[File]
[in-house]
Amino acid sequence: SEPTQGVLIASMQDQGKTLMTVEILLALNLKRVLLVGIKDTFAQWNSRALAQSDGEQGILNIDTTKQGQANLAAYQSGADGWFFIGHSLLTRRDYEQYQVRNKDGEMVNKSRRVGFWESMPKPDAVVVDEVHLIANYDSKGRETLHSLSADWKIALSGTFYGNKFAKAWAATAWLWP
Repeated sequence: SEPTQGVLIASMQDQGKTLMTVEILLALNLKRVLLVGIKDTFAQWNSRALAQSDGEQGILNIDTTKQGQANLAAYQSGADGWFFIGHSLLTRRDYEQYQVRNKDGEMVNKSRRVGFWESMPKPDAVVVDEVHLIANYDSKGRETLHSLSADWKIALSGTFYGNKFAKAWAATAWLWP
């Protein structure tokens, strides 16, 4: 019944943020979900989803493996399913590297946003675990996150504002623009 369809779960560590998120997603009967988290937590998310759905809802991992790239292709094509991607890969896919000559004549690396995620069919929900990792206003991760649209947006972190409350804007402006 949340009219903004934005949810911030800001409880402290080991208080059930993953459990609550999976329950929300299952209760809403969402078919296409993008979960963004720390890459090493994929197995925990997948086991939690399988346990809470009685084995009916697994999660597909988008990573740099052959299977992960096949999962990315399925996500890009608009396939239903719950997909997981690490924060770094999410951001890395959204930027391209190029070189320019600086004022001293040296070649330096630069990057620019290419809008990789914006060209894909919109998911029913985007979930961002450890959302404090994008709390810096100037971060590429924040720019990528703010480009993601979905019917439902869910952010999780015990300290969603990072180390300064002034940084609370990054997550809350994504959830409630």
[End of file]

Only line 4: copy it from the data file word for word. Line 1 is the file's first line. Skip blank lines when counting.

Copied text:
């Protein structure tokens, strides 16, 4: 019944943020979900989803493996399913590297946003675990996150504002623009 369809779960560590998120997603009967988290937590998310759905809802991992790239292709094509991607890969896919000559004549690396995620069919929900990792206003991760649209947006972190409350804007402006 949340009219903004934005949810911030800001409880402290080991208080059930993953459990609550999976329950929300299952209760809403969402078919296409993008979960963004720390890459090493994929197995925990997948086991939690399988346990809470009685084995009916697994999660597909988008990573740099052959299977992960096949999962990315399925996500890009608009396939239903719950997909997981690490924060770094999410951001890395959204930027391209190029070189320019600086004022001293040296070649330096630069990057620019290419809008990789914006060209894909919109998911029913985007979930961002450890959302404090994008709390810096100037971060590429924040720019990528703010480009993601979905019917439902869910952010999780015990300290969603990072180390300064002034940084609370990054997550809350994504959830409630």